“No,” she answered, with a deprecating movement of her arm, “it is pulled down — not to be found. But about our family, and where my father lived at various times — you will find all that among the papers in the chest, better than I can tell you. My father, I told you, was a physician. My mother was a Morteira. I used to hear all those things without listening. You will find them all. I was born amongst them without my will. I banished them as soon as I could.”
Deronda tried to hide his pained feeling, and said, “Anything else that I should desire to know from you could only be what it is some satisfaction to your own feeling to tell me.”
“I think I have told you everything that could be demanded of me,” said the Princess, looking coldly meditative. It seemed as if she had exhausted her emotion in their former interview. The fact was, she had said to herself, “I have done it all. I have confessed all. I will not go through it again. I will save myself from agitation.” And she was acting out that theme.
But to Deronda’s nature the moment was cruel: it made the filial yearning of his life a disappointed pilgrimage to a shrine where there were no longer the symbols of sacredness. It seemed that all the woman lacking in her was present m “him as he said, with some tremor in his voice —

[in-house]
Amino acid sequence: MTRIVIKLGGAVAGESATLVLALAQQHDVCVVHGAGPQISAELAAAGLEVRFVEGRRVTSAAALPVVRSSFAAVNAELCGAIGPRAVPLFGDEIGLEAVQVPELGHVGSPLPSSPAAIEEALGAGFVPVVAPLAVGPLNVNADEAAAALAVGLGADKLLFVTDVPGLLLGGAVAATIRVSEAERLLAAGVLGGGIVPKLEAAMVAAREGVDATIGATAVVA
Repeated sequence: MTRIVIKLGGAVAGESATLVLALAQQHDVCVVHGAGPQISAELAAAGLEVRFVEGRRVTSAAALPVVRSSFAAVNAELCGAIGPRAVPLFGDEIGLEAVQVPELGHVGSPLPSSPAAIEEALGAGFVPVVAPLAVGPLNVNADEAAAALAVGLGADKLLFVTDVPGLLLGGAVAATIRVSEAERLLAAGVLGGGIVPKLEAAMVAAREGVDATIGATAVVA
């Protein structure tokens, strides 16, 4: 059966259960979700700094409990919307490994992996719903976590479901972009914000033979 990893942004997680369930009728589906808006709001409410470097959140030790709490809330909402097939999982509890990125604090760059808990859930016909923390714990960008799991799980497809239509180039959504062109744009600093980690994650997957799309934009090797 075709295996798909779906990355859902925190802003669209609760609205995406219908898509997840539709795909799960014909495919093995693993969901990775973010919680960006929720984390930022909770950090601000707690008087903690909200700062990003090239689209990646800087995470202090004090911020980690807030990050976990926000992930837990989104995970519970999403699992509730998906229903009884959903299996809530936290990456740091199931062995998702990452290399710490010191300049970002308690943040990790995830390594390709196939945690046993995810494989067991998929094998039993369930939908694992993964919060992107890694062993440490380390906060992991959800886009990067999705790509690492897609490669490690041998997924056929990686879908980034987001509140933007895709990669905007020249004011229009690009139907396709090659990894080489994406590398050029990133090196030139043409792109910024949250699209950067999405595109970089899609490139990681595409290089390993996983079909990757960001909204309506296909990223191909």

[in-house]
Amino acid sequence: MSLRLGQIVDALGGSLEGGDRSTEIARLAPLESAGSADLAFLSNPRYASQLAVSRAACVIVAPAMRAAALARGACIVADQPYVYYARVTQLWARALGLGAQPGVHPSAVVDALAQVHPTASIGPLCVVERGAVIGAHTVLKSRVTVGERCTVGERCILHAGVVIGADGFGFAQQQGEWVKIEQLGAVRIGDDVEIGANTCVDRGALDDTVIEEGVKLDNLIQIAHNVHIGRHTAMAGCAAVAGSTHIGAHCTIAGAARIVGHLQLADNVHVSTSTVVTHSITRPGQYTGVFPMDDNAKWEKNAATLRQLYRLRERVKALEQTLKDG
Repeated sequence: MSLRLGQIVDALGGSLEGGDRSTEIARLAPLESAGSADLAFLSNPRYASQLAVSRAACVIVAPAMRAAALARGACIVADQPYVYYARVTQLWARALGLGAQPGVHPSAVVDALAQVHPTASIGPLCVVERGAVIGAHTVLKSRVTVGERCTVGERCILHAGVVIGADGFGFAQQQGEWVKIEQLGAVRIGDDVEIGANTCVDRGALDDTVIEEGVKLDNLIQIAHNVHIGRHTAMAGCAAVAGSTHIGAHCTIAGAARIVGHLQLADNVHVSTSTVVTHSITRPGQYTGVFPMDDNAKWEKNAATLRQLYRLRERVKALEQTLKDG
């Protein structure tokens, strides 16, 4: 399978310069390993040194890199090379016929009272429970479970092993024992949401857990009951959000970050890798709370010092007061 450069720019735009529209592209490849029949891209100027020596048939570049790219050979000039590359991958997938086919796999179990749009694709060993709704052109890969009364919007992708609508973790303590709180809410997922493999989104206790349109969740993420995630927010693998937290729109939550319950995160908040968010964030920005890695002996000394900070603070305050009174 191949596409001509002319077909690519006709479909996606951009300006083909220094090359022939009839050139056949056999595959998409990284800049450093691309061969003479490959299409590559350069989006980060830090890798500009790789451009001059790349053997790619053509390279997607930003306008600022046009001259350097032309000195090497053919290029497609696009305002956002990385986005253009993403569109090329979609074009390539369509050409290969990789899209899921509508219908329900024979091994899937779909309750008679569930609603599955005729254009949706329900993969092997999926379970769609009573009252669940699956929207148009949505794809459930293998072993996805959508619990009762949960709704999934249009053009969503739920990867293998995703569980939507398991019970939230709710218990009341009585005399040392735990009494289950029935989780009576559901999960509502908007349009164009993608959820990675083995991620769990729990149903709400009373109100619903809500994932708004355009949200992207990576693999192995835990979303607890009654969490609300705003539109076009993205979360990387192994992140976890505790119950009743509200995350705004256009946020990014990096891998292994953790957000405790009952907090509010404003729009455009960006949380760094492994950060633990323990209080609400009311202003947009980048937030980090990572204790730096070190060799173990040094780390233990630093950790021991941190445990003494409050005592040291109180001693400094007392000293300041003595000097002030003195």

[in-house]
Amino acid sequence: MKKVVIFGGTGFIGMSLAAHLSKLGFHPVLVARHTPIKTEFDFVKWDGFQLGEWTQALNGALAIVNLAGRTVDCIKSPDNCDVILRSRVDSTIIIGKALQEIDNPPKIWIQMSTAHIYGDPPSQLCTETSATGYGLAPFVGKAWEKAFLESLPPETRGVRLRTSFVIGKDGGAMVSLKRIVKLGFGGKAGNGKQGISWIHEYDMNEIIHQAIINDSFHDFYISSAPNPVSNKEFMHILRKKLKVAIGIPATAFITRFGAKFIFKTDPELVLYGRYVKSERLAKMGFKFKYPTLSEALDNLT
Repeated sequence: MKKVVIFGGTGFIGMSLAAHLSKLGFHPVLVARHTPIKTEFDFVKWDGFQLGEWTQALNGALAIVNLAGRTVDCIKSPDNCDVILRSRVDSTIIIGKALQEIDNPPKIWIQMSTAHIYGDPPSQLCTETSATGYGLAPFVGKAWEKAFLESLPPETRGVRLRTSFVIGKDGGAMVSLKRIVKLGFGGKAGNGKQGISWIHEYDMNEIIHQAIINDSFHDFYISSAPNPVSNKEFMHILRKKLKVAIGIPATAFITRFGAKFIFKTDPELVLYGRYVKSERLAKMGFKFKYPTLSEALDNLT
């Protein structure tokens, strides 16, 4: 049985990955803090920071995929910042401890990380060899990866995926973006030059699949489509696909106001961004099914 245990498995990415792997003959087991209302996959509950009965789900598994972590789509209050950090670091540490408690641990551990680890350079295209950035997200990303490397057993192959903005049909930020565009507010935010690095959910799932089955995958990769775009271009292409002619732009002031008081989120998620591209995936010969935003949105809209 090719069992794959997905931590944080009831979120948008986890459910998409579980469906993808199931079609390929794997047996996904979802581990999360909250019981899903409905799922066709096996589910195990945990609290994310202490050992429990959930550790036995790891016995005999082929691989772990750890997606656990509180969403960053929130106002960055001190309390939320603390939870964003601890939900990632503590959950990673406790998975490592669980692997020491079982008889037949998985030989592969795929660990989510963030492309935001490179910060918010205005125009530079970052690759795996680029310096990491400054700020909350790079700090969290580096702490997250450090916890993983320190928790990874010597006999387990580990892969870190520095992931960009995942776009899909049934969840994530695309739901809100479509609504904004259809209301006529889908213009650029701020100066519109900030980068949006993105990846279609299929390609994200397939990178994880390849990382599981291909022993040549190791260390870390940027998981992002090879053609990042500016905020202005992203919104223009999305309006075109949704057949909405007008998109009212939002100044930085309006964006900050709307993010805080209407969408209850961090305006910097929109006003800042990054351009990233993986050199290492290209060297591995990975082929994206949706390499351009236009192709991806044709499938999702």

“Then are we to part, and I never be anything to you?”
“It is better so,” said the Princess, in a softer, mellower voice. “There could be nothing but hard duty for you, even[if it were possible for you to take the place of my son. You would not love me. Don’t deny it,” she said, abruptly, putting up her hand. “I know what is the truth. You don’t like what I did. You are angry. with me. You think I robbed you of something. You are on your grandfather’s side, and you will always have a condemnation of me in your heart.”